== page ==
The genius of T2: Trainspotting is that by being its own film about the misery of middle-age, it has to deal with the legacy of the first film due to the characters defining themselves and their relationships by their memory of the past. So in Star Wars the reveal of R2 is only significant to the audience, however in this film, any sense of intertextuality works for both us and the characters. As Spud spots the steps in which he was chased by the police twenty years ago in the first film's opening scene, both he and us reflect on two decades worth of bullshit. That stretch of road is iconic to us because it opened one of the most important films of the 90's, whereas it's even more important to him because that run resulted in him going to prison and helped to fuck up his life. If you were to make this film without having made the first then it would still require the flashbacks to tell the story... which is to say that everything you see here is completely self-contained as opposed to a simple epilogue to what came before.. the brilliance of the movie is that we are as invested in the characters' past and memories as they are. Their reflection on time is a reflection of our own relationship with it, and whether you're a smackhead or not, twenty years is rarely kind to anybody. Twenty years ago I dreamt that one day I'd be allowed to stay up late to eat cookies and watch a kung-fu movie whilst dressed as Spider-Man. The other day I realised that's exactly what I was doing. I'm 28 years old.. for fuck's sake!

None of this is to say of course that the film is all doom and gloom, with this sequel matching the original in terms of its grim-to-funny ratio. Previously we had dead babies in the same film as a woman freaking out that her boyfriend had accidentally returned their home-made porno to the fucking video shop. Now we have attempted suicides in the same film as a couple of chancers attempting to improvise a song to a pub full of racists, with Jonny Lee Miller's delivery of the word, “mm-no!” making me laugh more than anything ever has ever. Does this film capture the zeitgeist of the moment in the same way that the original did? Obviously it fucking doesn't. Being able to make Trainspotting even once is a miracle equal to the fact that Spud is still fucking alive. The miracle of T2: Trainspotting is that not only is it a great sequel, but it's a brilliant film in its own right. In fact, ignoring any knowledge of it being sequel at all, it was simply nice to have one more film from the holy trinity of British cinema with Danny Boyle, John Hodge, and Ewan McGregor back together again.. and I say that as somebody who also loved their previous A Life Less Ordinary. I know I'm in the minority on that one but there was only a few people that used to believe the world was round and so fuck you all.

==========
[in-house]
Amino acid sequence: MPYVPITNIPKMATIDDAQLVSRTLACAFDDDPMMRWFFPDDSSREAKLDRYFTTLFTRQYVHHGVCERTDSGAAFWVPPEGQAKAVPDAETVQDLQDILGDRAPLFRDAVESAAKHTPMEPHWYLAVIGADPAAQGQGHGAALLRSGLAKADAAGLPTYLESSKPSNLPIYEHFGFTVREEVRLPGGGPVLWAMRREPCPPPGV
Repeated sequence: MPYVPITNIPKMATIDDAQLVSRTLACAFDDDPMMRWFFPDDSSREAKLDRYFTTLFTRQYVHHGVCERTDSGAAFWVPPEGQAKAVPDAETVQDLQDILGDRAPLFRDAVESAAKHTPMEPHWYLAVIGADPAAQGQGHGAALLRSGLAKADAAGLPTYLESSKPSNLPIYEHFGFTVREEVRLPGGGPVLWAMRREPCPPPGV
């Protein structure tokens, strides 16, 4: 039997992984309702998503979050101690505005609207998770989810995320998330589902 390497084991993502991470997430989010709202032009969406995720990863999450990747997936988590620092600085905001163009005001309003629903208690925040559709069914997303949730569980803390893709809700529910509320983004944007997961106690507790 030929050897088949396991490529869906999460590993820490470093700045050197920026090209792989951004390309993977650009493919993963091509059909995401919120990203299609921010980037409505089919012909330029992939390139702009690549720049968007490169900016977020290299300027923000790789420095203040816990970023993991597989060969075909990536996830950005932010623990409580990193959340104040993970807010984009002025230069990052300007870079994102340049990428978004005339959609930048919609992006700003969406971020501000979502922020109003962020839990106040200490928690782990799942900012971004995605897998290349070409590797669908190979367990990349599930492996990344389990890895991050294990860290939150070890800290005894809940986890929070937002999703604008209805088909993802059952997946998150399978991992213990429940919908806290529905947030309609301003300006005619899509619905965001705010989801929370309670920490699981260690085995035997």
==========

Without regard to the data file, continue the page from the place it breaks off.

I said at the start of this that I can only imagine how disappointed I would be if the film was crap which is a feeling that does now thankfully require the use of imagination. It was about ninety minutes into the movie that I let out a sigh of relief and realised that I'd loved everything up until now and so even if they fucked up the end I could still say that I at least liked the film. Then the final twenty minutes played out, they didn't fuck it up, and I ended up loving the film even more. Having learned more about the characters histories, there's now even a chance that I'll end up seeing my favourite film with slightly fresh eyes and loving it even more. Will this sequel please everybody? Of course not. At a large enough circle jerk, even one of those Indian Gods with a bunch of arms and a trunk would fail to satisfy everybody. However for those that find themselves touched by it, I can promise something special... from the film I mean. Previously we were played out by Born Slippy which is now the closest thing you can get to a time machine with one note of it transporting you back to the 90's without the need of a shit car going 88 miles per hour. This time however we get Wolf Alice's Silk.. and, for me personally, I can't think of a better way to end T2: Trainspotting than hearing that I'm “looking for protector, God never reached out in time, There's love, there is a saviour, but that ain't no love of mine”. Why spend forever dwelling on the past? Choose your future, choose life, choose to love T2: Trainspotting, and choose to end this blog in the most obvious way. Thanks for reading, motherfuckers, and see you next time.